Organizing committee for 2020 Tokyo Olympics up and running
January 25, 2014 THE ASAHI SHIMBUN

(Photo: Former Prime Minister Yoshiro Mori, second from left, and former top Finance Ministry official Toshiro Muto, left, pose with key executives)

With a gargantuan task ahead of it, the organizing committee for the 2020 Tokyo Summer Olympics and Paralympics says its plans for the Games will break new ground.
Former Prime Minister Yoshiro Mori, 76, was tapped to head the committee, with support pledged by the nation’s most powerful business lobbies in fund-raising efforts. Its work officially kicked off Jan. 24.
The committee, with a budget of 341.2 billion yen ($3.31 billion), will not only oversee the preparations for the Games and manage them but also lead the effort to raise funds for the event. It will be also in charge of selling tickets and coordinating with the IOC.
The secretariat, with an initial task force of about 50 people, will be set up in the Tokyo metropolitan government building.
The staff will eventually expand to 3,000, who will work in conjunction and coordinate 80,000 volunteers by the time the Games are finally held.
Akio Toyoda, 57, president of Toyota Motor Corp., is expected to serve as Mori’s deputy, having expressed informal consent to become the vice chair.
He was initially considered a leading contender to head the committee. But people associated with him said he declined the post due to opposition from his father, Shoichiro Toyoda, who is the honorary chairman of the auto giant.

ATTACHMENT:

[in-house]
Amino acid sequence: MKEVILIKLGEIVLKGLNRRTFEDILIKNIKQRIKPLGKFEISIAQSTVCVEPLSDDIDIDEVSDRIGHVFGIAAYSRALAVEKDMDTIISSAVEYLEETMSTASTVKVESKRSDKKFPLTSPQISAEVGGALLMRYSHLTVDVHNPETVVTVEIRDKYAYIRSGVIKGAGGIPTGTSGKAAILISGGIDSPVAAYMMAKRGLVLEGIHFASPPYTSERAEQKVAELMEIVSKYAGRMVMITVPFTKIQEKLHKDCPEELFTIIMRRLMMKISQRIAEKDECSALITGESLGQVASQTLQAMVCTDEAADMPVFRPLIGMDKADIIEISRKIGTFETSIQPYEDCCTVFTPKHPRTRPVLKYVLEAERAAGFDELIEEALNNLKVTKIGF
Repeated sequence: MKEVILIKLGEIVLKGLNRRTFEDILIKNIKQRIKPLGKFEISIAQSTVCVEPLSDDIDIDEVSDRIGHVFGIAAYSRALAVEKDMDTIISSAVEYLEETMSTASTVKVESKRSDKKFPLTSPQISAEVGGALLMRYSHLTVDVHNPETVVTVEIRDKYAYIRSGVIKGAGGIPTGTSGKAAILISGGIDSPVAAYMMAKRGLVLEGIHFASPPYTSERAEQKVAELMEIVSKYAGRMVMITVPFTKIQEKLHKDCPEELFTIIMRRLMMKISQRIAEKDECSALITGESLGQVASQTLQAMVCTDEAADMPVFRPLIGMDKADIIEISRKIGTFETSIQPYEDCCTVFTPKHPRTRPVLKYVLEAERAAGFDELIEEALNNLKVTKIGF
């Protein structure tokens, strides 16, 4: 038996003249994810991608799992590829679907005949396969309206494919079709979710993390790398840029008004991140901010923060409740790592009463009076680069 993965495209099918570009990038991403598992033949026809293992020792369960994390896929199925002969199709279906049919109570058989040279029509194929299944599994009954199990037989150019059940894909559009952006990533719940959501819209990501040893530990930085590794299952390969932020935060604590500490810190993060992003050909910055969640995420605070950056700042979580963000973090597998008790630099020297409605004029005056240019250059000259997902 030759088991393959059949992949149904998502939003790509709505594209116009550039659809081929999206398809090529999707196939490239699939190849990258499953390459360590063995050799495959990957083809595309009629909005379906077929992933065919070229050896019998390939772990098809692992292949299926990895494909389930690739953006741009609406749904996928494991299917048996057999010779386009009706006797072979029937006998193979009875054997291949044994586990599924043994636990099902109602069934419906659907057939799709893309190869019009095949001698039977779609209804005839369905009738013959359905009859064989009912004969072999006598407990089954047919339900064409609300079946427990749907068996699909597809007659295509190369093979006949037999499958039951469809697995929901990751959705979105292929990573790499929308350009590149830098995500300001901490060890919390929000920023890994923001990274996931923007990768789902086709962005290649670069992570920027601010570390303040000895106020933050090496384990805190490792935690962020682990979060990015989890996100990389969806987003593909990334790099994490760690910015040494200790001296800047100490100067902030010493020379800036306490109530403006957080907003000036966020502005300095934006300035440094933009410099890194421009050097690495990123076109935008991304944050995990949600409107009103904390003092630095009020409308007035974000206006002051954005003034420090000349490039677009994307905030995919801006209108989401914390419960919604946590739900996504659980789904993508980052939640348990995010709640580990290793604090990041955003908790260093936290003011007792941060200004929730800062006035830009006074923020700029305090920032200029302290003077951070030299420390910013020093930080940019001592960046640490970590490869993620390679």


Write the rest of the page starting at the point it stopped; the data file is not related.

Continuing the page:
Toshiro Muto, 70, the chairman of Daiwa Institute of Research and a former administrative vice minister with the Finance Ministry, will head the committee’s secretariat.
Muto was tapped for the post due to his extensive connections with business leaders and government officials.
The organizing committee is expected to submit to the IOC a basic plan for the Olympics and Paralympics by February 2015. Its primary task for the interim though is to raise funds.
Three business organizations--Keidanren (Japan Business Federation), Keizai Doyukai (Japan Association of Corporate Executives) and the Japan Chamber of Commerce and Industry--have already pledged to assist the organizing committee in fund-raising efforts.
There is a notable difference in the lineup of key officials who are overseeing Tokyo’s efforts compared with previous Olympics--the absence of athletes sitting on the committee.
For example, gold-medal winning runner Sebastian Coe headed the organizing committee for the 2012 London Olympics.
The IOC has traditionally promoted the idea of athletes sitting on the committees as a way of mitigating the influence of politics in their decision making.
But, few names in the Japanese sports circles were floated about who to head the committee due to “a lack of talent,” according to a senior official with the Japanese Olympic Committee.
“We could not proceed in our bid to host the Games without support from the government,” the official said. “I hope that IOC members will understand the situation in Japan.”

(Read the full story in THE ASAHI SHIMBUN)